The UK’s most deprived areas have the highest number of patients per population receiving diabetes medication, the latest prescribing figures show.

The NHS Business Services Authority’s (NHSBSA) report found that in areas of the greatest deprivation, 8.6% of people are on medication for the condition, compared to 3.4% of people in the least deprived areas.

It also found that the number of patients receiving diabetes medication and treatment reduces as the level of deprivation decreases.

This pattern was repeated when looking at the percentage of the population on antidiabetic drugs, with 7.5% receiving this medication in the most deprived areas, compared to 2.9% of the population in the least deprived.

Back in 2009, a Diabetes UK report revealed that the poorest people in the UK are two and a half times more likely to have diabetes at any age than the average person.

Rise in prescription items

The NHSBSA report also revealed that the number of prescription items for diabetes has increased every year – rising from just under 50 million in 2015/16 to almost 58 million in 2019/20.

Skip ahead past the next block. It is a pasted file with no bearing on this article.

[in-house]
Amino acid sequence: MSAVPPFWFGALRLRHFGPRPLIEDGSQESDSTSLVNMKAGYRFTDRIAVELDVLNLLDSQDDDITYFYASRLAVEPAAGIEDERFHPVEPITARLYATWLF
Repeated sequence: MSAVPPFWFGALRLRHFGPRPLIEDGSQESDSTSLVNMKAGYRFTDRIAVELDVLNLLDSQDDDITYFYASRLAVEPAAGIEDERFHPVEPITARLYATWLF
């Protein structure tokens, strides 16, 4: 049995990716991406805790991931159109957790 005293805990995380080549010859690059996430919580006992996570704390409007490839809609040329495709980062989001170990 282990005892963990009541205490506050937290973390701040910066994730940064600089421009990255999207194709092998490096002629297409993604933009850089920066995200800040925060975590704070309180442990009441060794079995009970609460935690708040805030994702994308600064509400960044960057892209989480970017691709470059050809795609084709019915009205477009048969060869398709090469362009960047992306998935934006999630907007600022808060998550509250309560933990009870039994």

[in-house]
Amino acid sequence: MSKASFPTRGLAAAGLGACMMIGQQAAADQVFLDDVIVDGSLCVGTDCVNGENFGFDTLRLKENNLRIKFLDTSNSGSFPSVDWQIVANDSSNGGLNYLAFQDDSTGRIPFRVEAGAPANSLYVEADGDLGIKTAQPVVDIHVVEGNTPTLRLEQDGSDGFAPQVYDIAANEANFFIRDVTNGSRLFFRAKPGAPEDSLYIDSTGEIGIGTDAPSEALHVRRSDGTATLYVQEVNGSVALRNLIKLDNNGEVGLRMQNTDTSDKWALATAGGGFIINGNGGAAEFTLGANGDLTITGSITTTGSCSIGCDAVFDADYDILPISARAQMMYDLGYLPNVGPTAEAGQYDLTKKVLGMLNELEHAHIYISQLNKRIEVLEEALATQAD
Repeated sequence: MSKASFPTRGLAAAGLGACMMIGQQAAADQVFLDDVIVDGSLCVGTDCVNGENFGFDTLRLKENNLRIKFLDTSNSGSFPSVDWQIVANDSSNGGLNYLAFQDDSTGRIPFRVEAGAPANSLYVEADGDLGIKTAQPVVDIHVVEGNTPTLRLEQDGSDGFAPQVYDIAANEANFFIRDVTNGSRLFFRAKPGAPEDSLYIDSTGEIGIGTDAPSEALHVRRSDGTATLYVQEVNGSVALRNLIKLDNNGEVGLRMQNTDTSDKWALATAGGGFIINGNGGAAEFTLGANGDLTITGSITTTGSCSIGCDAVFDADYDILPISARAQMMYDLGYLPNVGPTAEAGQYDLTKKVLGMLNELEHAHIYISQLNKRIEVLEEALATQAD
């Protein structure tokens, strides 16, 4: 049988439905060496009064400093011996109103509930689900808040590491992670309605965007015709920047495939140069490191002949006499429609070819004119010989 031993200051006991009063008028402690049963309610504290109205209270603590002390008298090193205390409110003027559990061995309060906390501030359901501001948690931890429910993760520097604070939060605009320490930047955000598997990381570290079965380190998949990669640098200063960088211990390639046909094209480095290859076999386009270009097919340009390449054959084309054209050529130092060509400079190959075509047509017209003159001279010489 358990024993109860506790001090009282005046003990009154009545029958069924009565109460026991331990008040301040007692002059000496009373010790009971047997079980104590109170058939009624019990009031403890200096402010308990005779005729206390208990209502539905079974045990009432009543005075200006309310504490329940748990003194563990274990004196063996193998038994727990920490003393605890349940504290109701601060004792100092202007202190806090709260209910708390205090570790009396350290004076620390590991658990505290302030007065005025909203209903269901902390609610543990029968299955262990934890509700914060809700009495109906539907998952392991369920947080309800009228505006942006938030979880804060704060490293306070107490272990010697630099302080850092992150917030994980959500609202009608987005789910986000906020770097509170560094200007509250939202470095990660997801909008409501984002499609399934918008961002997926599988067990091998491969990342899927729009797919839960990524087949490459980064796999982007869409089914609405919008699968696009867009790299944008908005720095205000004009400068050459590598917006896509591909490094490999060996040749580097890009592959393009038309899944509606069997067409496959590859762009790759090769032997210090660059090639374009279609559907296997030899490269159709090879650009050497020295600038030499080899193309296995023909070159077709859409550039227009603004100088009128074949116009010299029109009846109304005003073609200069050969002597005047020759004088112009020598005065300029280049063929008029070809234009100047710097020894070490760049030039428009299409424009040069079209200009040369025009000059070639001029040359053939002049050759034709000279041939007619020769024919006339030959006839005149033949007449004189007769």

In 2019/20, there was a 4.2% increase in the number of items compared to 2018/19, it found, with just over two million more items prescribed.

The number of diabetic patients has also increased every year over the same period, with over three million patients in the UK currently receiving diabetes medicines, NHSBSA found.

However, the number of items prescribed has increased more rapidly over the last 12 months, it said, which has resulted in a greater number of medicines per patient than in previous years.

Figures published by NHS Digital last year also showed that NHS England spending on diabetes prescriptions has risen by 79.3% over the last 10 years, now accounting for 12.5% of all prescribing costs in primary care.